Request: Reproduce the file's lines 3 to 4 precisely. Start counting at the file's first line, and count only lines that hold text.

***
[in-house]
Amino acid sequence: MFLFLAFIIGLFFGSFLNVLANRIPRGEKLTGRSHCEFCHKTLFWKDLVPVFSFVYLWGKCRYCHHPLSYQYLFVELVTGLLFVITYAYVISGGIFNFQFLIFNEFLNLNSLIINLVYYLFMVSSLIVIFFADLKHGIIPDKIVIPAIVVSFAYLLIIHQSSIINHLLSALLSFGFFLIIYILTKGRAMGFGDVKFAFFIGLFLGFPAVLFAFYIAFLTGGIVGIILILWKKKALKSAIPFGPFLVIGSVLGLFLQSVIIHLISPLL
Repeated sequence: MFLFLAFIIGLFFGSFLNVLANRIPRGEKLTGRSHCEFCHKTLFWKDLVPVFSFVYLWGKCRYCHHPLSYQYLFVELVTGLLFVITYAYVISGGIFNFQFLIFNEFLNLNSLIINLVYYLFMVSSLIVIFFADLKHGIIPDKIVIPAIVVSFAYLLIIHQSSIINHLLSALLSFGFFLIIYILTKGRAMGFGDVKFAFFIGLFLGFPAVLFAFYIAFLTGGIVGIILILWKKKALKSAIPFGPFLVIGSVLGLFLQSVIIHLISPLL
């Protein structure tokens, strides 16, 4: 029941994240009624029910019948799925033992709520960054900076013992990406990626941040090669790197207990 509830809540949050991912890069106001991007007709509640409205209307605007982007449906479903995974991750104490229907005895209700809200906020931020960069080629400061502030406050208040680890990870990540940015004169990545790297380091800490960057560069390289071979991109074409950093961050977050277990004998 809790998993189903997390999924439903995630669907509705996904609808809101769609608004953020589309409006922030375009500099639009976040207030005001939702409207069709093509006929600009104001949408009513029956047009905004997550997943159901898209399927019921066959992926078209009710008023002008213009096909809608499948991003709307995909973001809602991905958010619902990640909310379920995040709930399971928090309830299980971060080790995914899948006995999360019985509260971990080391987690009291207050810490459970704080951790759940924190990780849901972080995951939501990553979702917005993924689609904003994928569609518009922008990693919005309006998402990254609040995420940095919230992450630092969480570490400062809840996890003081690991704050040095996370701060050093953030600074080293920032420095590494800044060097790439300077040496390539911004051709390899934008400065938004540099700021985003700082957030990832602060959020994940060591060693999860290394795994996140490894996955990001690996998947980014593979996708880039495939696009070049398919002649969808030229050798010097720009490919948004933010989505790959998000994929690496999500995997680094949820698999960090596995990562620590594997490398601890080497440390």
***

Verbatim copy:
Repeated sequence: MFLFLAFIIGLFFGSFLNVLANRIPRGEKLTGRSHCEFCHKTLFWKDLVPVFSFVYLWGKCRYCHHPLSYQYLFVELVTGLLFVITYAYVISGGIFNFQFLIFNEFLNLNSLIINLVYYLFMVSSLIVIFFADLKHGIIPDKIVIPAIVVSFAYLLIIHQSSIINHLLSALLSFGFFLIIYILTKGRAMGFGDVKFAFFIGLFLGFPAVLFAFYIAFLTGGIVGIILILWKKKALKSAIPFGPFLVIGSVLGLFLQSVIIHLISPLL
């Protein structure tokens, strides 16, 4: 029941994240009624029910019948799925033992709520960054900076013992990406990626941040090669790197207990 509830809540949050991912890069106001991007007709509640409205209307605007982007449906479903995974991750104490229907005895209700809200906020931020960069080629400061502030406050208040680890990870990540940015004169990545790297380091800490960057560069390289071979991109074409950093961050977050277990004998 809790998993189903997390999924439903995630669907509705996904609808809101769609608004953020589309409006922030375009500099639009976040207030005001939702409207069709093509006929600009104001949408009513029956047009905004997550997943159901898209399927019921066959992926078209009710008023002008213009096909809608499948991003709307995909973001809602991905958010619902990640909310379920995040709930399971928090309830299980971060080790995914899948006995999360019985509260971990080391987690009291207050810490459970704080951790759940924190990780849901972080995951939501990553979702917005993924689609904003994928569609518009922008990693919005309006998402990254609040995420940095919230992450630092969480570490400062809840996890003081690991704050040095996370701060050093953030600074080293920032420095590494800044060097790439300077040496390539911004051709390899934008400065938004540099700021985003700082957030990832602060959020994940060591060693999860290394795994996140490894996955990001690996998947980014593979996708880039495939696009070049398919002649969808030229050798010097720009490919948004933010989505790959998000994929690496999500995997680094949820698999960090596995990562620590594997490398601890080497440390």